A Michigan court of appeals on August 27 ruled that the people of Michigan will have the opportunity this November to decide whether collective bargaining will become a right protected by the state’s constitution. Supporters of the referendum gathered 700,000 signatures on a petition to put the collective bargaining initiative on November’s ballot.
That was double the number needed to put the initiative on the ballot, and in March the state’s Board of Canvassers unanimously ruled in favor of letting voters decide on the initiative
But a coalition of business groups lobbied against allowing the vote to take place. As a result, the governor voiced his opposition to it, the state’s attorney general wrote an opinion against it, and two Republican members of the board subsequently reversed themselves and deadlocked the board. The matter was then referred to the courts.
Supporters of the initiative applauded the court’s decision. “It’s a major victory for working people,” said Karen Kuciel, a Warren Consolidated Schools teacher. “Collective bargaining will be on the ballot for a vote. Now we must overcome the corporate special interests at the ballot box to ensure we have a voice for fair wages, benefits and safe working conditions for all of us.”
Supporters said that the actions to keep the collective bargaining measure off the ballot was unprecedented. “No Michigan governor or attorney general has ever taken such drastic action to prevent citizens from exercising their right to vote,” read a statement by Protect Working Families, a labor and community coalition that organized the effort to get the initiative on the ballot.
Protect Working Families also noted that in recent years, Michigan citizens have voted without interference by state officials or the business community on several amendments to the state constitution including those on stem cell research, affirmative action, and the definition of marriage.
The amendment was proposed because many feel that the right to collective bargaining is under attack and needs the extra layer of protection afforded by making it a constitutional right.
They point to developments in nearby states as proof. In Indiana, a so-called right to work law that makes it more difficult to bargain collectively was recently enacted. In Wisconsin, the collective bargaining rights of public sector workers has been severely restricted.
And “in the past year alone, more than 80 bills curtailing workers’ rights and collective power have been introduced in the Michigan legislature,” said Bonnie Halloran and Kathryn Frank in a guest column supporting the amendment published by Ann Arbor.com.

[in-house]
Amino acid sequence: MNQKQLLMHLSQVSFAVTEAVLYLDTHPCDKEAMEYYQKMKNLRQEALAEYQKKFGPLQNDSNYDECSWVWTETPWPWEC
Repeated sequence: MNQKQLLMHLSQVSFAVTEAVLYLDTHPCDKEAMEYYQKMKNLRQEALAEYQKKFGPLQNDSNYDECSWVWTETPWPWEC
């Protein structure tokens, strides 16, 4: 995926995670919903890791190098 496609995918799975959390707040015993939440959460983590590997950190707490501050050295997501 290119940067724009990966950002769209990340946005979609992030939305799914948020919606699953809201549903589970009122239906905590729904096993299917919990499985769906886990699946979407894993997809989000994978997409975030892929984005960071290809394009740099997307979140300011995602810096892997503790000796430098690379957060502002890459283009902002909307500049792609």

In order to win the vote in November, supporters have initiated a strategy that incorporates grassroots organizing and a media campaign.
Beginning this past weekend, volunteers have been going door-to-door in their communities to talk to people about the importance of passing the amendment. This canvassing project will continue every weekend until the election takes place. Unions are asking members to volunteer for at least one two-hour canvassing session.
On August 29, Protect Working Families released the second in a series of television ads aimed at building support for the amendment. This one talks about the role that collective bargaining played in helping the auto industry rebound.
The first ad features Kuciel, who talks about how collective bargaining has helped improve education. She points out that “states with restrictions on collective bargaining spend $2,671 less in pupil funding for elementary and secondary education than states without the restrictions.”
One of the main arguments that supporters are making is that collective bargaining does more than achieve better wages and benefits, it helps the community as a whole.
Take Sparrow Hospital in Lansing. Before the nurses at the hospital began bargaining collectively, nurse workloads were too high. “It was pretty tough,” said Ashley Forsberg to the Lansing State Journal. “You could do it but you were always running. Instead of being proactive, you were being reactive.”
That changed after the nurses began bargaining collectively, and the nurses negotiated more manageable caseloads The manageable caseloads helped improve patient care.
“(The improved care) would not have occurred without collective bargaining, or we would have seen it across the state already,” said Jeff Breslin, a nurse at Sparrow and president of the Michigan Nurses Association to the State Journal. “We have seen time and time again that hospitals (where employees bargain collectively) saved money and improved patient satisfaction, and had better patient outcomes.”